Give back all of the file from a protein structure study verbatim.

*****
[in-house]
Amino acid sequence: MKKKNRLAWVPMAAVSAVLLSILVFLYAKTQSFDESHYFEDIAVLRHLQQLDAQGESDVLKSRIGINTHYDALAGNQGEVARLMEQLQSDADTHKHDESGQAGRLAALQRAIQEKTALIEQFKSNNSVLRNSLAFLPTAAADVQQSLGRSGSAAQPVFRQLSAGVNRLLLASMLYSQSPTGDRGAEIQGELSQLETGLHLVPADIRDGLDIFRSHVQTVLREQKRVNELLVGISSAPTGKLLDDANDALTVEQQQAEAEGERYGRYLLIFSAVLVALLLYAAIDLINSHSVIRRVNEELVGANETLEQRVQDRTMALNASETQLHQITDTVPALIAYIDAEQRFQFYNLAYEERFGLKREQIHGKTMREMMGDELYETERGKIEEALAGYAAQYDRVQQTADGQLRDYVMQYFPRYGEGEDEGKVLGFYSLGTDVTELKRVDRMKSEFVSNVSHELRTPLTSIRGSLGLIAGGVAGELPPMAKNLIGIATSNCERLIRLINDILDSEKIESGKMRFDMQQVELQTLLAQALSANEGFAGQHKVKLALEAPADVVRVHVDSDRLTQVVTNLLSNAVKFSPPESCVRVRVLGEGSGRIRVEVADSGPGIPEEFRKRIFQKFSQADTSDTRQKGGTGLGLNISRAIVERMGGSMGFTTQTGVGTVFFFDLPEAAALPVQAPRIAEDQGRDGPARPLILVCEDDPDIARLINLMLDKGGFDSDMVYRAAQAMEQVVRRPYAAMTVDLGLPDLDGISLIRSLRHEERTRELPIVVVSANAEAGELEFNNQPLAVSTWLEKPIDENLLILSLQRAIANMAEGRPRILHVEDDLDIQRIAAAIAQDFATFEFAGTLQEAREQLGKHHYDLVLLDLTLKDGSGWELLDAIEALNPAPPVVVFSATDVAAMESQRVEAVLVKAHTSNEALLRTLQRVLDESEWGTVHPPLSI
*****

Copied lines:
[in-house]
Amino acid sequence: MKKKNRLAWVPMAAVSAVLLSILVFLYAKTQSFDESHYFEDIAVLRHLQQLDAQGESDVLKSRIGINTHYDALAGNQGEVARLMEQLQSDADTHKHDESGQAGRLAALQRAIQEKTALIEQFKSNNSVLRNSLAFLPTAAADVQQSLGRSGSAAQPVFRQLSAGVNRLLLASMLYSQSPTGDRGAEIQGELSQLETGLHLVPADIRDGLDIFRSHVQTVLREQKRVNELLVGISSAPTGKLLDDANDALTVEQQQAEAEGERYGRYLLIFSAVLVALLLYAAIDLINSHSVIRRVNEELVGANETLEQRVQDRTMALNASETQLHQITDTVPALIAYIDAEQRFQFYNLAYEERFGLKREQIHGKTMREMMGDELYETERGKIEEALAGYAAQYDRVQQTADGQLRDYVMQYFPRYGEGEDEGKVLGFYSLGTDVTELKRVDRMKSEFVSNVSHELRTPLTSIRGSLGLIAGGVAGELPPMAKNLIGIATSNCERLIRLINDILDSEKIESGKMRFDMQQVELQTLLAQALSANEGFAGQHKVKLALEAPADVVRVHVDSDRLTQVVTNLLSNAVKFSPPESCVRVRVLGEGSGRIRVEVADSGPGIPEEFRKRIFQKFSQADTSDTRQKGGTGLGLNISRAIVERMGGSMGFTTQTGVGTVFFFDLPEAAALPVQAPRIAEDQGRDGPARPLILVCEDDPDIARLINLMLDKGGFDSDMVYRAAQAMEQVVRRPYAAMTVDLGLPDLDGISLIRSLRHEERTRELPIVVVSANAEAGELEFNNQPLAVSTWLEKPIDENLLILSLQRAIANMAEGRPRILHVEDDLDIQRIAAAIAQDFATFEFAGTLQEAREQLGKHHYDLVLLDLTLKDGSGWELLDAIEALNPAPPVVVFSATDVAAMESQRVEAVLVKAHTSNEALLRTLQRVLDESEWGTVHPPLSI